Twenty years ago, gamers were captivated by a foul-mouthed orange mutant named
Q*bert. In the two decades following his epic battle with the relentless Coiley,
Q*bert’s life evolved into a happy, normal existence. Q*bert had a girl, Q*dina
(you can tell she’s a girl because she’s got a bow), a powerless, frustrated
enemy named Q*dirk, and a big cube land to hop around in and show off the enigmatic
protrusion that must be the source of his power and charm (yeah, just go on thinking
it’s a nose).
Recently, with the help of Hasbro Interactive, an insidious corporation called
Sega stole Q*bert’s female and placed arch-nemesis Coiley in his path, hoping
the ensuing confrontation would be enough to revive their doomed platform.
When asked to comment on the situation, Q*bert said, “&%$#@.”
I’m inclined to agree with him. Instead of pulling legends like Q*bert
out of its slumber and pushing its heinous demise on the gaming public, I wish
Hasbro would just die. But like a fish out of water, they insist on producing
flop after flop after flop. Will Q*bert be any different? Just barely.
Keeping with the Q*bert you played eons ago, in this updated version
you play an odd orange fellow who has to jump around on an assortment of 3D
blocks. As you land on a block, you change it to a different color. The idea
is to change all the blocks on the screen to one identical color.
To make your job tougher, random balls fall throughout the cube matrix and
various enemies will try to touch you to death. The main enemy is Coiley, who
in the original version was as wicked as Satan incarnate. For the new version
Coiley has been slowed down, and Q*bert has been sped up – way up.
Q*bert’s quickness is the main improvement over the classic. Whereas the old
Q*bert hopped along at a pretty slow pace, the new Q*bert can really cut some
mean jukes, making the potential difficulty higher and the satisfaction of surviving
While the gameplay is more responsive, it’s still as simple as the original.
You only need to use the directional pad to hop around. This is cool because
you can actually eat or drink while playing the game, which actually works out
pretty well, since it only takes a hamburger and a Coke for Q*bert‘s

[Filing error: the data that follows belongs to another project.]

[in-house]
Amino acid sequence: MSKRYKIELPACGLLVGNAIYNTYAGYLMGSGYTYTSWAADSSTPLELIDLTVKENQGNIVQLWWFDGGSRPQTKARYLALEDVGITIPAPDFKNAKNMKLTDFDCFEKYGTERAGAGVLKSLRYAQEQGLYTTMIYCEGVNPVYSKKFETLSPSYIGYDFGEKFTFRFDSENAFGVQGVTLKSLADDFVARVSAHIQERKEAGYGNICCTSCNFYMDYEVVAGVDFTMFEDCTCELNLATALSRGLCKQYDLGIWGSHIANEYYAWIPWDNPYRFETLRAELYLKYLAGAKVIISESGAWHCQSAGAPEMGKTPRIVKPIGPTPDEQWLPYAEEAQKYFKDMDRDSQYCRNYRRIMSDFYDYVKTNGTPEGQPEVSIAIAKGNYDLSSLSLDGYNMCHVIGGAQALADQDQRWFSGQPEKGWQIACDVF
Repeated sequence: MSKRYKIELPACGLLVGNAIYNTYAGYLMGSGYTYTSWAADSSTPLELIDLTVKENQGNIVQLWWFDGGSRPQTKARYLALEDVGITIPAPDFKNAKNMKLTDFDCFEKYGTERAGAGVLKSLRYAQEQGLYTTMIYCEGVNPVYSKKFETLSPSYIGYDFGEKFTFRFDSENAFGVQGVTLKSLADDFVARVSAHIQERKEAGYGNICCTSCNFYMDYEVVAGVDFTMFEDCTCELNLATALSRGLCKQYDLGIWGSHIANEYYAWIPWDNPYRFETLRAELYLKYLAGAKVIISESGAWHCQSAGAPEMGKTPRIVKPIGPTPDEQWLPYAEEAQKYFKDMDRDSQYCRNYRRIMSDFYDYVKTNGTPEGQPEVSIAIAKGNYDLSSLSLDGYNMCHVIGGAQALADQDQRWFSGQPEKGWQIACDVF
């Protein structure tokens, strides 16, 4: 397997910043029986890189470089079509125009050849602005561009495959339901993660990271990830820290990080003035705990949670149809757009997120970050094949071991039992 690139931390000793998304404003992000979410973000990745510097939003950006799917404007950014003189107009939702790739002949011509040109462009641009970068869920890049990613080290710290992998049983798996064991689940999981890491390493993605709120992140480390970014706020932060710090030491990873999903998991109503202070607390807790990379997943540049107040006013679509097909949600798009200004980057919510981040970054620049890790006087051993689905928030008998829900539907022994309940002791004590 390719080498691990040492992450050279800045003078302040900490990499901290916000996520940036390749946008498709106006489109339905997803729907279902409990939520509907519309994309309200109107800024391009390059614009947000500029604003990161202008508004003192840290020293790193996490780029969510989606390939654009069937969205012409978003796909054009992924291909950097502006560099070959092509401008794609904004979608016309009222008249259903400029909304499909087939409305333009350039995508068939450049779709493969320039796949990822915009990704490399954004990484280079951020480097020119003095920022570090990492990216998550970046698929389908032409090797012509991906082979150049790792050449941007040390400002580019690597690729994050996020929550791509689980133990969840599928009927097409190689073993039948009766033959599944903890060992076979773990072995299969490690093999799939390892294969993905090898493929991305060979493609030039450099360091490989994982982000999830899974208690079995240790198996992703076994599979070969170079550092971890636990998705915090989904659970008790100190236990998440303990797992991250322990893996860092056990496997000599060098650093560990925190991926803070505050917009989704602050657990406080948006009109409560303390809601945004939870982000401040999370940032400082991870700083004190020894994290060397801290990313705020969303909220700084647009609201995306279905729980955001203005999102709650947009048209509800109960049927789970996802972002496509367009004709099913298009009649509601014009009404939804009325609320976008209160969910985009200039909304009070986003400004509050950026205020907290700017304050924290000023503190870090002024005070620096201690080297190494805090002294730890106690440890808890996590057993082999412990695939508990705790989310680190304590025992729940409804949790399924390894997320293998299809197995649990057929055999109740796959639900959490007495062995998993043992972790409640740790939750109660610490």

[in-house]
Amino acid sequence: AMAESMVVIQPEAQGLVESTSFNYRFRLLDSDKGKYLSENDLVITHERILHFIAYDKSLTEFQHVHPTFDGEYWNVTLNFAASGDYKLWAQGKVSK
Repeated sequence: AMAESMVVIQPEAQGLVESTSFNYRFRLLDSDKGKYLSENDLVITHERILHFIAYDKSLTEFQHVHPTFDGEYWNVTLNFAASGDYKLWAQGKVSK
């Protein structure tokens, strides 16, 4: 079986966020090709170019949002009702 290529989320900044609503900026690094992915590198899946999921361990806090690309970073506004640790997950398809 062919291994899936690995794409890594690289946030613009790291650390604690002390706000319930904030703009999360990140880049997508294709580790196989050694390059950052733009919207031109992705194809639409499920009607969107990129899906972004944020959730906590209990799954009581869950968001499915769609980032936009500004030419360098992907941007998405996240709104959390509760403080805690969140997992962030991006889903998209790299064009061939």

shine to wear thin.
Q*Bert can get little power-ups like speed up or invulnerability, which requires
the player to press the A button if they want to use them. But since they’re
largely pointless, I’d rather eat a burger or sip a Miller than horse around
with Q*Bert’s banal power-ups.
The levels are divided amongst four of Q*bert’s friends, each of whom has
about 25 levels for Q*bert to hop around in, making for close to 100 levels
total! Wow. In my opinion a game needs some serious growth potential to be worth
a hundred levels. Unfortunately, Q*bert‘s minimalist style grows bland
after about 20.
than the main game, Q*bert offers a Classic mode and a Head to Head mode.
The classic mode is interesting for about 10 wistful minutes, then it just gets
plain hard and repetitive.
In Head to Head, Q*bert and Q*dirk have a given number of blocks they have
to convert. Once all of one side’s blocks are converted, a little fancy-looking
shiny thing can be grabbed, ending the level. There aren’t any good snares and
no time for much strategy, as the person who gets the most blocks in the least
time is invariably the winner. It’s fun for a little while, but lacks strategy
and the ability to really jack your opponent.
The hardest thing about Q*bert, and perhaps its greatest flaw, is the fact
that the isometric view in some levels obscures your view of the blocks. This
oversight is potentially irritating in all sorts of different ways, although
it mainly leads to the player jumping off the blocks and into wherever it is
Q*bert goes when he dies.
Q*bert‘s graphics aren’t astonishing, but they really don’t need to
be. Q*bert looks fine, if a little plain, and his levels are bright and colorful,
with all sorts of weird geometric shapes dancing in the background.
The sound effects are appropriate and mainly involve different variations on “boing,” while the background music is perfect for mindless, block-hopping fun.
Q*bert was a good game twenty years ago, and in some ways this version
is even better. However, Q*bert‘s lack of complex play mechanics, lack
of story, and lack of development make it pale in comparison to the contemporary
games that are coming out now. A fun hour or two and worth renting if you’ve
got the flow and a lot of food, but otherwise it’s just another rehashed old